If you do want to fiddle with your figurines sometimes, find one that you can open easily (The above one says it has a lift off top, so that would work.), but avoid doing it regularly or in front of other people as this would diminish the "hands off" effect.

If this doesn't work, then you clearly have someone who doesn't respect your property. In that situation, as unfortunate as it is, it would be best to simply take them home. Leaving them at work where this person has such easy access to them would be too high a risk that something would happen to them.

For the sanitizer and other daily supplies like that, just make a habit of keeping those in a drawer to begin with. It doesn't have to be locked if you're not worried about people stealing the items.

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+1 for creative way to resolve the problem without blowing it out of proportion and without having to admit defeat! – Moses Feb 11 at 3:45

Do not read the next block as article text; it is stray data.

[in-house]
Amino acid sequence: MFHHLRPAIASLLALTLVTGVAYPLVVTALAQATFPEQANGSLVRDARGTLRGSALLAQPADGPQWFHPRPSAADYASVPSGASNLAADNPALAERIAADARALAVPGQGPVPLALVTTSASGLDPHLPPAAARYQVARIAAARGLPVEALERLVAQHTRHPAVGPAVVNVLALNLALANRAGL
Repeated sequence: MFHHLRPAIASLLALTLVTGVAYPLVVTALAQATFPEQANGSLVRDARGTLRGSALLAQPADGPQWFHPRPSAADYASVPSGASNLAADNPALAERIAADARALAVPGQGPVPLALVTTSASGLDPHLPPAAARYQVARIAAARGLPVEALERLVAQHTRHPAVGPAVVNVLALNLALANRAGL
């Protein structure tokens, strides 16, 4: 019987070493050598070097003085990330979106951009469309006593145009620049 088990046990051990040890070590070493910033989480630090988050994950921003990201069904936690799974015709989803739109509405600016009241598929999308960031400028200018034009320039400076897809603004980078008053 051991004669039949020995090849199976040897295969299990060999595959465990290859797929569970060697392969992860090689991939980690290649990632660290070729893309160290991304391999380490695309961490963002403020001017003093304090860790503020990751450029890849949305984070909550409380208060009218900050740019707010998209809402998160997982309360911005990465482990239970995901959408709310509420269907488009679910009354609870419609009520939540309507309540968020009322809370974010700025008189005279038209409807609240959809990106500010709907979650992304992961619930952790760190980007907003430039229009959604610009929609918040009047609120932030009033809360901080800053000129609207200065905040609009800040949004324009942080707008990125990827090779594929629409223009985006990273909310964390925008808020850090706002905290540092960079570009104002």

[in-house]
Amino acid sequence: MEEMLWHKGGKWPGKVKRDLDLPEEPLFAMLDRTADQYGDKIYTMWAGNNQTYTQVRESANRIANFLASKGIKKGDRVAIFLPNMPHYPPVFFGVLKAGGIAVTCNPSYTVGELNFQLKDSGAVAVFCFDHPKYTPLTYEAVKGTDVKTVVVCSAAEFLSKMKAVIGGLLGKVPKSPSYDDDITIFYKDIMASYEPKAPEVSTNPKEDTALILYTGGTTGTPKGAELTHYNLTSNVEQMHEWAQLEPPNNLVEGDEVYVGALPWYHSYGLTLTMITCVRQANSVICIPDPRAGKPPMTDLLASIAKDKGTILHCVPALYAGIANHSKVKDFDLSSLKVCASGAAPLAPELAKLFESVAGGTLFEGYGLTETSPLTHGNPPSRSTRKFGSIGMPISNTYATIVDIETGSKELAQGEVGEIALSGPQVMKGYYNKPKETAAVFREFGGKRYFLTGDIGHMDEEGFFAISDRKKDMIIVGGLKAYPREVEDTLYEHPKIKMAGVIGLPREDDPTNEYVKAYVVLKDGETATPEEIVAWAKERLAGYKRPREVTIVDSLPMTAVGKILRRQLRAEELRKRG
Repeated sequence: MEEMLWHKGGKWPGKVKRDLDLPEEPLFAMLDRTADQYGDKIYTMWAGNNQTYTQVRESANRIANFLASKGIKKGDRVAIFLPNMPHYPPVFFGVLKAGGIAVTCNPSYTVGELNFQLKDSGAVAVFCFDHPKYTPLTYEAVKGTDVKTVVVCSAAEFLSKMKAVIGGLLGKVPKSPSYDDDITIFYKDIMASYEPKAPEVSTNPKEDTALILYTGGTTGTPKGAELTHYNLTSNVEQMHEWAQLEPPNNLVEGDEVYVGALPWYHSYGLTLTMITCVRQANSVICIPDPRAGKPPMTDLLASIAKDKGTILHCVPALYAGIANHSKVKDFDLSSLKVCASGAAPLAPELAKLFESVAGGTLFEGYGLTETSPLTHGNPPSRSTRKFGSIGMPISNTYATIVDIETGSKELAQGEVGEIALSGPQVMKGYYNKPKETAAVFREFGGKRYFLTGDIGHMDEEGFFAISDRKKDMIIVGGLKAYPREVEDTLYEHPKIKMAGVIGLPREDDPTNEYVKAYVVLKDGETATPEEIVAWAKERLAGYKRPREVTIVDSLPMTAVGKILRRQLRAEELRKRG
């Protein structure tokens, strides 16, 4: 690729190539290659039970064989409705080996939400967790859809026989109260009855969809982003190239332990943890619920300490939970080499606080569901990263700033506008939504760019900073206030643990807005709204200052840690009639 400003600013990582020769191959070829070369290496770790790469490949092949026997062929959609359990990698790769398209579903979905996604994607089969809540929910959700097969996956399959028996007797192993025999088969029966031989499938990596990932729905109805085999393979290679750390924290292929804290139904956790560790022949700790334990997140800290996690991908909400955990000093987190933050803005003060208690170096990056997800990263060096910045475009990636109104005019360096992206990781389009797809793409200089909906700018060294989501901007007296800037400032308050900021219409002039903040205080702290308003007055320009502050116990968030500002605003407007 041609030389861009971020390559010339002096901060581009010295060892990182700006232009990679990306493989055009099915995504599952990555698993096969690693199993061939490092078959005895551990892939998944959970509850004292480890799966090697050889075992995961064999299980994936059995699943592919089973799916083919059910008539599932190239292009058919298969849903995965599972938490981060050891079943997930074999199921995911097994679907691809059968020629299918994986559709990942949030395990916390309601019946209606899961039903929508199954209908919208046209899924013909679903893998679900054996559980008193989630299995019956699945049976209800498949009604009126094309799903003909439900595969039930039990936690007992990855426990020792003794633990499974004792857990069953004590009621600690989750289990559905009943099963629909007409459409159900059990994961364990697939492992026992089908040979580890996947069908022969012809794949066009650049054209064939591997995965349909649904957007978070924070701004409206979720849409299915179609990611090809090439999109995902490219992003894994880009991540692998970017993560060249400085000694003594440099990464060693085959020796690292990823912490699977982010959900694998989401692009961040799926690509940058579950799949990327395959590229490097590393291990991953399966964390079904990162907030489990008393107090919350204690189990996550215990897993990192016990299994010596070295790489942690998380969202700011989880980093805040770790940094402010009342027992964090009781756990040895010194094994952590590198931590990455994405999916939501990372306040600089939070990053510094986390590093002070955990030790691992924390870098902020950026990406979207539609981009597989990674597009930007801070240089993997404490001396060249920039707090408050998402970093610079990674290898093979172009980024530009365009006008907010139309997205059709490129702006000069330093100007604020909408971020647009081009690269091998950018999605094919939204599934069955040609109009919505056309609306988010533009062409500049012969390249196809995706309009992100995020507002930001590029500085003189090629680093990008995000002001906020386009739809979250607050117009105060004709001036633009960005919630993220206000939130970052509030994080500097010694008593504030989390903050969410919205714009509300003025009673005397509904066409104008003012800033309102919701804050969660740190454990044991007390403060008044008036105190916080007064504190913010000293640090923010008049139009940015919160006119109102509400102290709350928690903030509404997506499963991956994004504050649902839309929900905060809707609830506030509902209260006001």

Would the downvoter care to explain? I'm baffled at what you would object to... – jpmc26 Feb 11 at 5:13

I'm not sure that you can learn with confidence who's touching your figurines. The other answers already explain some of your options but none of the (safe) steps you can take will guarantee anything.

If you post a note, whoever plays with your toys may or may not stop. If someone is trolling you, they may or may not care about your dislike to playing with the toys and may not stop. If you use a camera, you could get in a lot of trouble, depending on company and local law.

Based on your description, it seems to me that the figurines are valuable to you (regardless of their monetary value). If this is the case, there's no guarantee at all that they're safe - if you get upset when someone messes with them, just take them home. That's the only way to keep them safe - if another one gets taken at your office, your company won't do anything to recover it.